It’s pretty clear we’re also at an inflexion point when it comes to the future of work. And I can’t help but think that we’re all really so selfish and so self-involved that we’ve convinced ourselves artificial intelligence is going to change everything about our jobs and our livelihoods. It’s a trending topic and buzzword at the moment, but the implications for all of us are anything but temporal.
The Product of Progress: 3 Ways AI Will Change Recruiting.
Here’s what the Industrial Revolution taught us. It’s really simple: if you’re a recruiter or sourcer who currently thinks AI could never, ever replace your job, you are mistaken. In fact, you’re not just naive, you’re dead wrong.
I know you’re about to start trolling me about how indispensable you are, and how no machine can ever replace your specialized skills, expertise or years of experience. But here’s the thing: it’s not about you, at all. The biggest change in recruiting will have almost nothing to do with recruiting – the future of the industry will be largely determined by how candidates adapt (and adopt) to new technology.
I mean, if you haven’t figured out the importance of engagement in the first place, or understand no matter what the market looks like, candidates are actually always the ones in control – then you’re either delusional or run a desk for Robert Half.
For those of you who are at least a little aware of the shape of things and the reality of our professional existence, you know there’s more to the story than just right and wrong – there are a ton of shades of gray involving economics, egos and ethics at play here, too. Now, I can’t predict the future – and if I could, I’d sure as hell not be blogging for Recruiting Daily. I’d take my capitalist ass over to some hedge fund and start building enough wealth so that I never, ever had to work again. Hey, the industrial age taught me something too – namely, greed isn’t good, but disposable income sure as hell is.
That said, I can clearly see how the rise of robotics, advances in automation, AI and machine learning will all coalesce to more or less reduce headcount across recruiting, with most of us replaced by machines quicker than you can say, “SkyNet.” Here are some of the biggest areas I think this latest tech revolution is going to again displace an entire category of workers – or at least, severely threaten the profession’s long term viability and sustainability.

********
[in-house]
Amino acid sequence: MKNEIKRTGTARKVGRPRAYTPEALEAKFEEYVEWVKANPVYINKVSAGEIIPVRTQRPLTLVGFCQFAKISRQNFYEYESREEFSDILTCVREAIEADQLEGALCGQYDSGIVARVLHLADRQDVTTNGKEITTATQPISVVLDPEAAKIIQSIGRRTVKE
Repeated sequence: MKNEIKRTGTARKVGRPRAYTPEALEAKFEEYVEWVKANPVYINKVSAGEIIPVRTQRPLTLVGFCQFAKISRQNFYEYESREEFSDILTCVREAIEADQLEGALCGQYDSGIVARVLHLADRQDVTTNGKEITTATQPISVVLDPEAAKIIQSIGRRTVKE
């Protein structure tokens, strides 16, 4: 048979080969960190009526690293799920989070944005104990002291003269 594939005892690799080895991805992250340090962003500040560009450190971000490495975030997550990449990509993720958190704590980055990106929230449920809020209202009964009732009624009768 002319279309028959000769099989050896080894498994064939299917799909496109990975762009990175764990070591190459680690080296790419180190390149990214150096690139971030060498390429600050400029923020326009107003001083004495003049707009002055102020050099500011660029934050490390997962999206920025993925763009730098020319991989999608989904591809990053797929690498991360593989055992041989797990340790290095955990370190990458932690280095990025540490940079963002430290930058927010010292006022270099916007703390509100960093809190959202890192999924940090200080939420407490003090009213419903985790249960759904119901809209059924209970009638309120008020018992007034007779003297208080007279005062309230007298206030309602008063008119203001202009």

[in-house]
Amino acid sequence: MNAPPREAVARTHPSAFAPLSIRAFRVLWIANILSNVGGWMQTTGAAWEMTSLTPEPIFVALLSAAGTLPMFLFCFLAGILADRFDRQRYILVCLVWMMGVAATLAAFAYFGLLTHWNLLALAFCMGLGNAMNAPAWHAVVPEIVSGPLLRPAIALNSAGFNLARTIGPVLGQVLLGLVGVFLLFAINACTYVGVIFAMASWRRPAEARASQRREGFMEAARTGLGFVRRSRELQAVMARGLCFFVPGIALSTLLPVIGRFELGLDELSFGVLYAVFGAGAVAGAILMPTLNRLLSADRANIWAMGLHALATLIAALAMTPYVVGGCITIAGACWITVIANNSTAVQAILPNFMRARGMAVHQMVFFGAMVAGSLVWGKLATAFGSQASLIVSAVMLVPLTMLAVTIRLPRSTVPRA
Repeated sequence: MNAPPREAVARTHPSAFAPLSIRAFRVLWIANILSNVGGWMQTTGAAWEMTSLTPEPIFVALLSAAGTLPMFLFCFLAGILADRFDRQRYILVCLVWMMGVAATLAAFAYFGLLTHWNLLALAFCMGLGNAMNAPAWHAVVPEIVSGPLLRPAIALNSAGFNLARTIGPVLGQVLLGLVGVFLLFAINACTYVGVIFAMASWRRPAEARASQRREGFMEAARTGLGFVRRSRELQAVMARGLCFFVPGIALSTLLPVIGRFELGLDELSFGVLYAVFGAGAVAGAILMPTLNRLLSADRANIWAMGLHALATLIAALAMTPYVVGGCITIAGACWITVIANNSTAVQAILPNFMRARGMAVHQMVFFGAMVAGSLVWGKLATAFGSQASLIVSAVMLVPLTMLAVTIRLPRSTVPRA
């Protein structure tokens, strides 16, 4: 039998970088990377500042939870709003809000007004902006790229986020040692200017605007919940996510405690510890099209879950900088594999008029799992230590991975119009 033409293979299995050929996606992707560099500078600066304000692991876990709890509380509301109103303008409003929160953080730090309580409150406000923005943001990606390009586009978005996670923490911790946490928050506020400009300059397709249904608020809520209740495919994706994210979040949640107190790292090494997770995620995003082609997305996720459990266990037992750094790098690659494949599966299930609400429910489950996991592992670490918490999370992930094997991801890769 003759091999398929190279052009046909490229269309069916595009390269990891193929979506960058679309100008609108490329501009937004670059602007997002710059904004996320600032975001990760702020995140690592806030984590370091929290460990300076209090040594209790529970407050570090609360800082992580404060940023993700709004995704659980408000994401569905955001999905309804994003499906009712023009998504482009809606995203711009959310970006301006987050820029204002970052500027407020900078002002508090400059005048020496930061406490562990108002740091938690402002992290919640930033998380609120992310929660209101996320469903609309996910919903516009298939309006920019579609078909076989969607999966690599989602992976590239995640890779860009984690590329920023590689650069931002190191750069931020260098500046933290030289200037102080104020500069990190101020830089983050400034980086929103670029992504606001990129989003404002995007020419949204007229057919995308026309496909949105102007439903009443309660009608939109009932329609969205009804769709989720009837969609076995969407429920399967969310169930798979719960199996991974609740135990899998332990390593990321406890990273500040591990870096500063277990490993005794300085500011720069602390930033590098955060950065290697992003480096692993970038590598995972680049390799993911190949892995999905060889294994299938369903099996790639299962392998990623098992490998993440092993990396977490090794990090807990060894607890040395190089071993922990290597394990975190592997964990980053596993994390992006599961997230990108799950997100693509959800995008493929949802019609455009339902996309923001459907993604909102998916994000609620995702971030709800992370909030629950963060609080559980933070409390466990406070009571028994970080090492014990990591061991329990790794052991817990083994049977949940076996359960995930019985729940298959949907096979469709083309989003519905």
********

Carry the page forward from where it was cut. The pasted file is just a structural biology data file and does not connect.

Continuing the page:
1. Process Over People: The most obvious, of course, is that any area of our business where distinct inputs and outputs occur – stuff like screening, sourcing and assessments – will largely become automated, with the intermediary role the recruiter plays rendered unnecessary by the ease of candidate and hiring manager self-service. This is just how machines work – put something in, get something out – that is, if we’re not talking about legacy HCM or ATS systems or InMail, of course.
When you can cleanly identify elements of a Boolean String, as an example, and then automatically refine or generate those strings based on previous results, algorithms and historical aggregate data, then that is a process that’s already become more or less automated, even if you’re still building them the old fashioned way. In fact, as technology like natural language search improves with more data and more sophisticated semantic capabilities, machines will easily develop a better command of word associations, related terms and modifiers than your brain is even capable of, even if you’re the best Boolean black belt in the world.
The positive part of this is that we can standardize our processes to better and more objectively assess a candidate’s ability and skills while removing the inherent biases found throughout the sourcing and selection process. And it’s not only impossible – it’s already happening. Just this week at TechCrunch Disrupt (click here for our full coverage over at RecruitingTools), the founder of Siri unveiled Viv, a true machine learning instance which utilizes “smart” technology from a variety of inputs to adapt and learn to individual preference and optimal outcomes. Similarly, HR Tech startup Textio last week unveiled their newest release, which uses previous job listing performance to forecast not only which postings would perform well, but why – and amplify that voice to the candidates you’re targeting based off of 15 million data points.
The future, it looks like, is now.
2. The Applicant Tracking System: Talk about a category that’s going to see some dramatic changes – I mean, these systems have to advance, or else, they’re going to be rendered more obsolete than the recruiters using them sooner rather than later. Think about how easy it is to use Google to find results, and then ask if your ATS is even close to comparable in terms of the ease and accuracy of the results your search returns.